Will: So I get it, it's a simple system. People can buy your stuff in these places, but they're not really having much of a brand experience. You know, it's very transactional. They click on something, they buy it, and they just trust that it's in the post. So what about, kind of, customer service and reviews and that kind of extended, you know, part of the kind of customer experience? How does and can that play out with social commerce?


Cathal: It's considered as part of the wider strategy. So, while we really have been talking about the selling aspect, which is setting up your shop, doing your product feed, pushing out, you know, your product, either via paid ads, or hoping that they stumbled across your store organically. All of this stuff does need to be supported by trust signals, like customer reviews, like, you know, security checkouts, like all of the things that you would typically look for on an e-commerce site before you buy because we don't like buying off sites that ask for our credit card details on a non-HTTPS site or different things like that. So, we tend to find that customer reviews, about pages, organic posting, these are supporting efforts to, kind of, push people along the funnel within the social ecosystem. The social commerce aspect mean the hard, hard social commerce aspect is just like search in the end. It's just there to clean up. It's just there to capture that, kind of, initial intent and provide a simplified experience for the transaction to occur. So, testimonials are really important as a supporting interaction with the consumer. So as part of a wider social commerce strategy... And maybe I should have qualified this that it's not just set up your store and go. There's a number of moving parts that we do have to be mindful of, like, you know, organic posting for your brand, building your values, your trust, your community, all of that stuff, supporting trust signals, like customer reviews, security of checkouts, all of those different things make people, kind of, assured and reassured that they're making the right choice if they are ready to jump for an impulse buy. Testimonials would be important as part of that wider social commerce strategy, just not necessarily the store function.


Will: Yeah, I get it. And I think that's the point. That's a good point to make, that you don't just set up a product feed and start selling. You can do. I mean, there are definitely people who do this from home where if there's a very hot trend, like a trending product, like a very specific thing, you could, you know, drop-ship that product. So I just basically sell it direct from a warehouse in China to the consumer. There is a place for that. But, in general, you're not gonna build a million-dollar business off of a product feed. There needs to be that stuff around it. Like you said, it's social organic community for the channels of contact with people to make them feel safe, you know, and make them aware of you, make them like you, make them want to do business with you and know a bit about you. Yeah, I suppose after-sale stuff is the easy email address and the messaging strategy, isn't it? And that's where that, you know... Just because it's social commerce, doesn't mean to say you don't send them an email and have, you know, quite traditional, I would imagine, post-sale communications with customers, right? Because that's what works and that's how we make people feel confident and also how we, yeah, contact them in other places. So it doesn't just feel like it was just a throwaway one-off Instagram thing.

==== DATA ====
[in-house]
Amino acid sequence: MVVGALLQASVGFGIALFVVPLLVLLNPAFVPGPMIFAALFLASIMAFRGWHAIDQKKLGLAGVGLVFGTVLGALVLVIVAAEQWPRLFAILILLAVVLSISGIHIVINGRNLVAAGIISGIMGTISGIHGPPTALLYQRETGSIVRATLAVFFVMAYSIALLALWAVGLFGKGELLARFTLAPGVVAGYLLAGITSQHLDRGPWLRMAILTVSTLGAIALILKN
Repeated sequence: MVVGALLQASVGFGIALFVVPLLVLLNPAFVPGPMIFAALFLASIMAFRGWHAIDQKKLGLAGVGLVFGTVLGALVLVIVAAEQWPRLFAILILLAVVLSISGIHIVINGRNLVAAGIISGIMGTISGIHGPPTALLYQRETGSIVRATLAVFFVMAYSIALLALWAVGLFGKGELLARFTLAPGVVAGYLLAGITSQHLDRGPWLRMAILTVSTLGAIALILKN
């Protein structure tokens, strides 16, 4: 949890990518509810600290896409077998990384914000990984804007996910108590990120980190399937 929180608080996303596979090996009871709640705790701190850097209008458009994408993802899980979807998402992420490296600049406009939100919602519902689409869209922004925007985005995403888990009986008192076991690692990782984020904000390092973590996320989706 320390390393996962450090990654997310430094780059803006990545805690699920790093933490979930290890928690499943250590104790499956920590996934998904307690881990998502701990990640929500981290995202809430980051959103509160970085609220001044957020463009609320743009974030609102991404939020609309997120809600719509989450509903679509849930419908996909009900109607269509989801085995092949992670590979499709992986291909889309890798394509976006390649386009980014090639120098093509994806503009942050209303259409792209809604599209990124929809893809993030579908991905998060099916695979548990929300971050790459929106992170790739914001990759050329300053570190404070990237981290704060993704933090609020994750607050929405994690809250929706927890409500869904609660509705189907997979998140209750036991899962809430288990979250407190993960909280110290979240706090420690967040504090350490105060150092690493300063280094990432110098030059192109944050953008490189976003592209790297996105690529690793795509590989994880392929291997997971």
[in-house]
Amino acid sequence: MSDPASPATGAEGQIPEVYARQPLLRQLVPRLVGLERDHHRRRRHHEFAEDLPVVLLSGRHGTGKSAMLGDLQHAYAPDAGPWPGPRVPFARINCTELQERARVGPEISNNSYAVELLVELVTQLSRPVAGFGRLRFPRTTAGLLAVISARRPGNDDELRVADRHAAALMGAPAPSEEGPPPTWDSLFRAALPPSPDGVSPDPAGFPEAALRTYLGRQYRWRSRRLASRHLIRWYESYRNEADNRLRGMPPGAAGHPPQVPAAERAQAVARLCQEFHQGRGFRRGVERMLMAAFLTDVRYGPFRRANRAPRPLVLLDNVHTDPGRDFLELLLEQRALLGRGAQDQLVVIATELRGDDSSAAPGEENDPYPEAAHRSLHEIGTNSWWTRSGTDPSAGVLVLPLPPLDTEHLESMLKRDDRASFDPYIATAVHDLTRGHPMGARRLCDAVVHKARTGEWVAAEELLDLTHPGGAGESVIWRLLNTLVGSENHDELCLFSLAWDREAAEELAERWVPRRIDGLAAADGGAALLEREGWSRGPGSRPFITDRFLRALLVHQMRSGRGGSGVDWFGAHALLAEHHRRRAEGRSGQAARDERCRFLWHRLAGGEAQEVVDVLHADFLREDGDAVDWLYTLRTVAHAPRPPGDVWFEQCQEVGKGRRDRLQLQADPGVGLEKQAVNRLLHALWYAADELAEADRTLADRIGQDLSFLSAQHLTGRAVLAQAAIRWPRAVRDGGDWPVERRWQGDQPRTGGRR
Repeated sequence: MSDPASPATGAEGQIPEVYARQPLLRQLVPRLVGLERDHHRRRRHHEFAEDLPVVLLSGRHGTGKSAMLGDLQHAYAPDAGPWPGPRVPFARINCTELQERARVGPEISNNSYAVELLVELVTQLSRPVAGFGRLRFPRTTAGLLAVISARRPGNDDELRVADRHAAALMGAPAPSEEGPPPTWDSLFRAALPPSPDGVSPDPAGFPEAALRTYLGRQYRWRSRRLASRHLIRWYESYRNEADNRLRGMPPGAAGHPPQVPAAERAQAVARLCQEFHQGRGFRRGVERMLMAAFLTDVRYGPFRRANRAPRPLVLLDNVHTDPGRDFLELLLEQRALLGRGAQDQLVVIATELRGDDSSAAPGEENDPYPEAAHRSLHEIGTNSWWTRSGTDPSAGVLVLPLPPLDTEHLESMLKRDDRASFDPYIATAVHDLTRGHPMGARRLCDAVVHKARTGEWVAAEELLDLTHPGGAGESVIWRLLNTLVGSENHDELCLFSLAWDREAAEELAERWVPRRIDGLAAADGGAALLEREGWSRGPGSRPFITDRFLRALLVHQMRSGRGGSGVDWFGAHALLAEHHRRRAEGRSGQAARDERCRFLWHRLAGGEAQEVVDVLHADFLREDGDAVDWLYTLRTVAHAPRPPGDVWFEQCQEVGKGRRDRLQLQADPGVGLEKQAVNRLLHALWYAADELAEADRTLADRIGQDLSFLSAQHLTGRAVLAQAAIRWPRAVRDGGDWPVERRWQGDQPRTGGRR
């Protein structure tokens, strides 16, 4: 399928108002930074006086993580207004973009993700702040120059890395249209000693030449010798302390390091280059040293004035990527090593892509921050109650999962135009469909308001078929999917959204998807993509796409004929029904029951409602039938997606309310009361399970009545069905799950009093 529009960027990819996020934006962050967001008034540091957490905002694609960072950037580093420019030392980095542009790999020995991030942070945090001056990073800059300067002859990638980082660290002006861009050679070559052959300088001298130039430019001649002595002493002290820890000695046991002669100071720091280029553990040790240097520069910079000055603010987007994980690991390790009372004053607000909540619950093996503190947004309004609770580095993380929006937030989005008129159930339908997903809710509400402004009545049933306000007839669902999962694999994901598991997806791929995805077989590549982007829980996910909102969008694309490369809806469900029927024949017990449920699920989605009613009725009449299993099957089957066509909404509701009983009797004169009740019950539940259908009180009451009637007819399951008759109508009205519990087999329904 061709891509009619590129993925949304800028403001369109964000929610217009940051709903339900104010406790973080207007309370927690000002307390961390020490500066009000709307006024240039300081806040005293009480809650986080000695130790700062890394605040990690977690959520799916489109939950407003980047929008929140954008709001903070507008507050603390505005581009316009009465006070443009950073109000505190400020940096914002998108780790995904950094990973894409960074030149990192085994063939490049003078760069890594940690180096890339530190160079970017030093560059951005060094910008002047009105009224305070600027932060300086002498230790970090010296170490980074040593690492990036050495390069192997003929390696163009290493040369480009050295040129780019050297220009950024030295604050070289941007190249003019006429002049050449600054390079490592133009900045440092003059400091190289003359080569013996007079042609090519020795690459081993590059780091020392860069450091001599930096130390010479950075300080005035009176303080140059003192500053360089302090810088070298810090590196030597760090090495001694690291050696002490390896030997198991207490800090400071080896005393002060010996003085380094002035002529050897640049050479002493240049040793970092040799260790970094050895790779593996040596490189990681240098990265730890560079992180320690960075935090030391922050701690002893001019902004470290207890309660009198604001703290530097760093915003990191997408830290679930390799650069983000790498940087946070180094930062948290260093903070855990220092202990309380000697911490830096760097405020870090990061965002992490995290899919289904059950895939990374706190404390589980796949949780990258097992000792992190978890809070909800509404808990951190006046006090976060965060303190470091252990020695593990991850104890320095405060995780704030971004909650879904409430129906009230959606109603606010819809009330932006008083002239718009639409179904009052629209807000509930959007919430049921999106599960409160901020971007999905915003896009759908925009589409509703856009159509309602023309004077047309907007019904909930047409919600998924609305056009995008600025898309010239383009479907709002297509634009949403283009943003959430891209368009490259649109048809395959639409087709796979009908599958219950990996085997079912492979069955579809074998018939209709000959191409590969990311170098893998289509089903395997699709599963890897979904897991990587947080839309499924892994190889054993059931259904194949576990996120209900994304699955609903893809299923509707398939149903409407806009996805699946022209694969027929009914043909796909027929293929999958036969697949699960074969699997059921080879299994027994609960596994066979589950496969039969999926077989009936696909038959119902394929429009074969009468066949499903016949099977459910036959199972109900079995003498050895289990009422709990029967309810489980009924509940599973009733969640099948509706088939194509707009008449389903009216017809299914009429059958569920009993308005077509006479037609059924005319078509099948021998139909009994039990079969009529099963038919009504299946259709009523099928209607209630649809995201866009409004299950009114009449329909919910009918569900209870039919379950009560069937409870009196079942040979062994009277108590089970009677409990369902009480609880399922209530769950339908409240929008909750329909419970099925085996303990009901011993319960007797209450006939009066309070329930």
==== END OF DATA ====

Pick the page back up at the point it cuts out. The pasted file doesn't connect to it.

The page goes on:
Cathal: Email's very reassuring, isn't it? Like, it's a real formal channel. It's like, we've got your order. It's no being looked after. So even though the transaction did occur on the social platform, an automated email, just kind of say, "Yeah, look, we have everything in hand. It seems like a, you know, worthwhile formal communication with the customer.